(485d) Extension of Reversible Carbon Dioxide Binding by Frustrated Lewis Pairs to Other Phosphine and Amine Bases

Thompson, R. L., U.S. Dept. of Energy, National Energy Technology Laboratory
Krishnan, D., University of Pittsburgh

Recently, a new approach to metal-free activation of CO2 using sterically congested Lewis acid/base pairs was discovered which can reversibly bind CO2 under mild conditions.  This reaction was limited to the Lewis base PtBu3, which is pyrophoric and difficult to handle in air.  A series of alternative Lewis bases, comprised of less-reactive phosphines and amines, was studied in an attempt to extend the CO2-complexation reaction to other systems.  Among the reactions studied, amines tended to form direct acid-base adducts, despite their steric bulk. One system using the amine DBU led to the isolation of crystals which were studied using single crystal X-ray diffraction.  Four of the phosphines studied, rather than complexing CO2, reacted at the para position of one of the borane phenyl rings to form a bridging-C6F4 complex, with the lost F atom bonded to B.  None of the Lewis bases studied was capable of complexing CO2 with B(C6F5)3, presumably due to the diminished basicities compared to PtBu3.

The air and vacuum stability of the [tBu3P-(m-CO2)-B(C6F5)3] complex was studied at ambient conditions.  A film of [tBu3P-(m-CO2)-B(C6F5)3] was cast from CH2Cl2 solution on CaF2 and stored both in a vacuum chamber for 6 weeks and in the laboratory air for 12 weeks, both at ambient temperature.  Neither film exhibited any change over the span of the experiment, suggesting that the bridging-CO2 complex is remarkably stable and suggests that [tBu3P-(m-CO2)-B(C6F5)3] could be used as a basis for CO2-capture and storage.  Heating the [tBu3P-(m-CO2)-B(C6F5)3] film under vacuum led to the disappearance of the n(C=O) band at 1694 cm-1 in the FTIR spectrum.  Heating the [tBu3P-(m-CO2)-B(C6F5)3] film under vacuum in a sealed system led to free CO2 with a band at 2349 cm-1 in the FTIR spectrum.  TGA-MS analyses of CO2-containing products show thermal release of CO2 between 100 and 160oC.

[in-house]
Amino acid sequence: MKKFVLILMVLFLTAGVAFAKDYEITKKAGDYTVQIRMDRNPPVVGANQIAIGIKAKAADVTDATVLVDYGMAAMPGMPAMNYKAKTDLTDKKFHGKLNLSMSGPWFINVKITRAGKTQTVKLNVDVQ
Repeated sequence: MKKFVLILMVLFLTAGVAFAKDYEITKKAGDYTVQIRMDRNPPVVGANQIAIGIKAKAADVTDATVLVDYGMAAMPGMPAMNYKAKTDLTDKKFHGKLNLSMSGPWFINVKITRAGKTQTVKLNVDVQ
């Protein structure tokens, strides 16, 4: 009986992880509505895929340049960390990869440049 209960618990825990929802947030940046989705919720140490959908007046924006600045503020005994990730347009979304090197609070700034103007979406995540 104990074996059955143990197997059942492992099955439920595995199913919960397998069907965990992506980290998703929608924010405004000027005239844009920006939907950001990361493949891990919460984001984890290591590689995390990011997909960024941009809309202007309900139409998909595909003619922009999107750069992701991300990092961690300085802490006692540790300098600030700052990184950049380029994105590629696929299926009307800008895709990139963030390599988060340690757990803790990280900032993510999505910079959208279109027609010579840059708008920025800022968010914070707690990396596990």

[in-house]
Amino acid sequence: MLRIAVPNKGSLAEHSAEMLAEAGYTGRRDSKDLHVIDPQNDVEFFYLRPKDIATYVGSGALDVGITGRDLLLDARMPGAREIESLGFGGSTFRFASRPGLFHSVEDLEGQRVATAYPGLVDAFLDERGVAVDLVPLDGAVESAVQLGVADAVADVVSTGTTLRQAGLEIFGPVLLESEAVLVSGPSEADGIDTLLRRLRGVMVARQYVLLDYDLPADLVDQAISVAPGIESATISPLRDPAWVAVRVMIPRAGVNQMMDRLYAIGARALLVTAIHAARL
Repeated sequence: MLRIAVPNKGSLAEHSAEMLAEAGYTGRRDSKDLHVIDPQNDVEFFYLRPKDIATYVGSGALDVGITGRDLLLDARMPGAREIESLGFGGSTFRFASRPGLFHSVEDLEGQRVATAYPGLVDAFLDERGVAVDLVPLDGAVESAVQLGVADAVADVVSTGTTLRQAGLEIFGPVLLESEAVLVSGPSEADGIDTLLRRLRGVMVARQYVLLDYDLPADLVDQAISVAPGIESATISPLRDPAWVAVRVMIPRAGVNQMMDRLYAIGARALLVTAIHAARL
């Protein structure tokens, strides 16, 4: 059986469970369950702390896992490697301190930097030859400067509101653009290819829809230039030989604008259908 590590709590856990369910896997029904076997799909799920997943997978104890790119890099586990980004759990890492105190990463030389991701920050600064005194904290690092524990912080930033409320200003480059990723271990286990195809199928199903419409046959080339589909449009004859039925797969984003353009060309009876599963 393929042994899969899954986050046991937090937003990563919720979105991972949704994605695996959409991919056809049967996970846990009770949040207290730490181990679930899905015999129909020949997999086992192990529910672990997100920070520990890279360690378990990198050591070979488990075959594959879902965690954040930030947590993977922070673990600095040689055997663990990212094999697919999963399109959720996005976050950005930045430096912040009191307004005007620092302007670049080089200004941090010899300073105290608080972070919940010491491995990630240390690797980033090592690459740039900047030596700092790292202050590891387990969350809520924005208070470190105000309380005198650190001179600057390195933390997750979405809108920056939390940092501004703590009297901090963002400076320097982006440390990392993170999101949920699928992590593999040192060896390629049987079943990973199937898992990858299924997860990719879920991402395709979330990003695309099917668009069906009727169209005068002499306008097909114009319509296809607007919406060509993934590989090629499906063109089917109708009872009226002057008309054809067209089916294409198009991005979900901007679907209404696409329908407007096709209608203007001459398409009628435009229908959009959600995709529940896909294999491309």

Finally, variable temperature 13C, 31P and 19F NMR studies of mixtures of both PtBu3 and B(C6F5)with 13CO2 in CD2Cl2 were conducted.   VT NMR analysis indicates that both PtBu3 and B(C6F5)form complexes with 13CO2 that can be detected and whose relative amounts vary with temperature.  The results from variable temperature scans permit the calculation of the enthalpies of formation for these complexes.